Broiler chickens have traditionally been perceived to produce lean meat. In recent years, however, chicken meat has increased in fat content, probably due to the selection of broilers on the basis of liveweight with little consideration given to other important criteria such as feed efficiency and carcass composition.
Adequate light is required to stimulate receptors responsible for the release of gonadotropin-releasing hormone (GnRH) in the hypothalamus. Photo: Hans Prinsen.
The selection of birds for liveweight gain as a major criterion has in many cases led to fat carcasses, since fat deposition and rate of gain are closely related. This increased fat content in the carcass is often linked with a number of problems. The 3 main issues are:
- The control of fat biosynthesis and the type of fat formed in the carcass are not guaranteed in all instances. Varying amounts of undesirable cholesterol, for example, may result from formation of a greater amount of saturated fatty acids relative to the unsaturated ones in each molecule of fat being formed in the chick's body. This inevitably leads to possible health hazards to the consumer, unless strict precautions are taken.
- With excessive fat in the body there may be a variety of health and production problems encountered by the bird itself on a longterm bases. The incidence of leg weakness has frequently been observed with fat broilers. Another problem such as reduced reproductive performance in the breeding stock is also possible with increased fat deposition in the body.
- The largest and most obvious fat depot is the abdominal fat pad which may comprise up to 4% of body weight. It is estimated that in just one country like the Netherlands, 10,000 tonnes of abdominal fat are produced by chickens and discarded at processing each year, the cost of which is directly or indirectly charged to the consumer, thereby presenting an additional economic burden.
This article is intended to review some nutritional and environmental aspects related to excessive fat formation in the chick’s body, and the strategies to be adopted when attempting to alleviate this problem and hence improve carcass quality.
Increased fat on broiler carcasses leads to numerous health and production problems as well as the loss cost issues when part of the body weight is discarded. Photo: Hans Prinsen.
Dietary energy and protein
If the ME level of the diet is increased, so too should the supply of the dietary protein in order to avoid excessive fat formation in the carcass (Figure 1). A proportion of the body fat formed with high energy-low protein diets is deposited around the viscera in the abdominal area, resulting in a reduction of at least 3-4% in the dressing-out percentage.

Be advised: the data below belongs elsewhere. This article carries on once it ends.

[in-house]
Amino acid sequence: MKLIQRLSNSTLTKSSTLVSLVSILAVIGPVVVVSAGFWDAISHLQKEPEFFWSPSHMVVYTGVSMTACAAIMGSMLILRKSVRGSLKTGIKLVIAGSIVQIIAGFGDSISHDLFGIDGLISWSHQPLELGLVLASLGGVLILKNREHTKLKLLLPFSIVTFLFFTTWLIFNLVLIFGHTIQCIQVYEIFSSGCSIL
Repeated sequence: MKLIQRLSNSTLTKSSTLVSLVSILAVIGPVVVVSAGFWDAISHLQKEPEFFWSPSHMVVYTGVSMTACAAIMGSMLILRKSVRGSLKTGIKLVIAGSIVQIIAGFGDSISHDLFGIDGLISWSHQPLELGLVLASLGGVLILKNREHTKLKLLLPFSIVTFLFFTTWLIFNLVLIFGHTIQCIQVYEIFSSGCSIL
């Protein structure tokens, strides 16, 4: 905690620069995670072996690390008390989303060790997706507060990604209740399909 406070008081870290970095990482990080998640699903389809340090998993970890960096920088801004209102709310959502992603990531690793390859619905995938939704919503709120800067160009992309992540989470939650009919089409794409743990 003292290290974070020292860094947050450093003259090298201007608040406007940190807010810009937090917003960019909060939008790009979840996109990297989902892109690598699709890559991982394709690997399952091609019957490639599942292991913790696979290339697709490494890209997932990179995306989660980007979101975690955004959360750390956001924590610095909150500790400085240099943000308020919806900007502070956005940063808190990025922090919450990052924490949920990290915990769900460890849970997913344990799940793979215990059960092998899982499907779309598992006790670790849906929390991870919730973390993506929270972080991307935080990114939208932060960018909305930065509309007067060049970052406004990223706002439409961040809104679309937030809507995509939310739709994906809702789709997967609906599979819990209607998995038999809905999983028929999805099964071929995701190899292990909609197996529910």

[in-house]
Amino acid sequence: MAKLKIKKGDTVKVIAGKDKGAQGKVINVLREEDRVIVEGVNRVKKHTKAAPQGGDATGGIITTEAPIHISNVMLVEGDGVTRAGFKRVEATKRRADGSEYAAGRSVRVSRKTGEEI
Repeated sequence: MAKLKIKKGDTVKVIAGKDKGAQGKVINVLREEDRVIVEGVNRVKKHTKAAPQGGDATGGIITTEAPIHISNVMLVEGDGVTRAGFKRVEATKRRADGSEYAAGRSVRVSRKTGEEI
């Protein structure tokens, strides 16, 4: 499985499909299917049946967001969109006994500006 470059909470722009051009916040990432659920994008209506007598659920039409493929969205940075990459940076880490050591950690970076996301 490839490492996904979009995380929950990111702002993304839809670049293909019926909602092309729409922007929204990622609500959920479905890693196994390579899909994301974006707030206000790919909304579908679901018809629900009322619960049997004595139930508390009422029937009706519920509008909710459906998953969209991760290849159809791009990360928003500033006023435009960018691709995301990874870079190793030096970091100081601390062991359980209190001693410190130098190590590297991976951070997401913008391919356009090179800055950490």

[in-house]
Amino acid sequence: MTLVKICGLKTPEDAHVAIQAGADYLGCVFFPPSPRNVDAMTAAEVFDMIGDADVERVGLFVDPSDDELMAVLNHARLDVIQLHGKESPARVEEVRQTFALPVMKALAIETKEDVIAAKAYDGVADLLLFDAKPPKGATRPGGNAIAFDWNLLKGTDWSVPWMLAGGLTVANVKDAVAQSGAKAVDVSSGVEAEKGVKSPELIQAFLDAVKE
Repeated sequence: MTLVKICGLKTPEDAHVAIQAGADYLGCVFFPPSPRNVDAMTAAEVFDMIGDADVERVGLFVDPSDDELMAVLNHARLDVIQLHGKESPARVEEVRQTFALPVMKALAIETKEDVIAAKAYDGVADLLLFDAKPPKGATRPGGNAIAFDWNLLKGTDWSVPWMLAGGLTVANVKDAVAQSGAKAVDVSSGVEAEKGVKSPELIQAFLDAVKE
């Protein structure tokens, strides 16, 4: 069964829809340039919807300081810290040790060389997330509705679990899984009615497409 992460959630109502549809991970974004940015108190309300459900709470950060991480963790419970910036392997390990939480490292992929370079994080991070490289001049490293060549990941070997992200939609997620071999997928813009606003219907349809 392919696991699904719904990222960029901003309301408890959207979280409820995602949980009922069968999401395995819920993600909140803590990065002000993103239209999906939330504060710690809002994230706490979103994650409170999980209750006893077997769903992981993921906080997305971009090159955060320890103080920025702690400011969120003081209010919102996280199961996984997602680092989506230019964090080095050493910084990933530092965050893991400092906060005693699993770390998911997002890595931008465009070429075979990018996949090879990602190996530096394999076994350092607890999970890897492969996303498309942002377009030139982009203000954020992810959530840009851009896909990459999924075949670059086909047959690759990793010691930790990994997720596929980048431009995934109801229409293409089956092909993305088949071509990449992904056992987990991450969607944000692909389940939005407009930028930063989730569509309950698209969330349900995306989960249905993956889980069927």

Unfortunately, the high-protein diets necessary to influence carcass composition do not seem to have any major beneficial effect on growth rate. The economics of such an approach, therefore, depends on being able to realise a premium price for these leaner carcasses, or there being sufficiently less fat trim during further processing.
Amino acid supplementation
There are numerous reports showing the importance of increasing dietary lysine and methionine concentration to reduce the carcass fat content of broilers. The response of chickens to such a strategy may vary, however, with the feeding program being adopted. As shown in Table 1 the effects of amino acid supplementation on liveweight, feed efficiency, and on fat pad percent at 49 days of age are more pronounced with feed being restricted for 4 days at 20% ad lib intake commencing at 7 days of age. The reason may be that the bird's ability to absorb and utilise the amino acids can be enhanced following feed restriction. Further aspects of feed restriction shall be examined later in detail.
Garlic powder and copper compounds
As indicated earlier, there is a problem of formation of various amounts of cholesterol in the carcass, which leads to health hazards to the consumer. This problem can be alleviated by incorporating garlic powder or copper compounds into the poultry diets. Garlic powder added to the diet at a level of 3-5% resulted in increased activity of the enzymes that convert cholesterol into bile acids, eventually being catabolised in the body so that a negligible amount is deposited in the carcass. The copper compounds were added at 250 mg/kg and resulted in better control of fat biosynthesis with the least amounts of saturated fatty acids being formed in the body. In both cases, the level of cholesterol in the carcass was reduced by 20-25%.
Pelleting of feed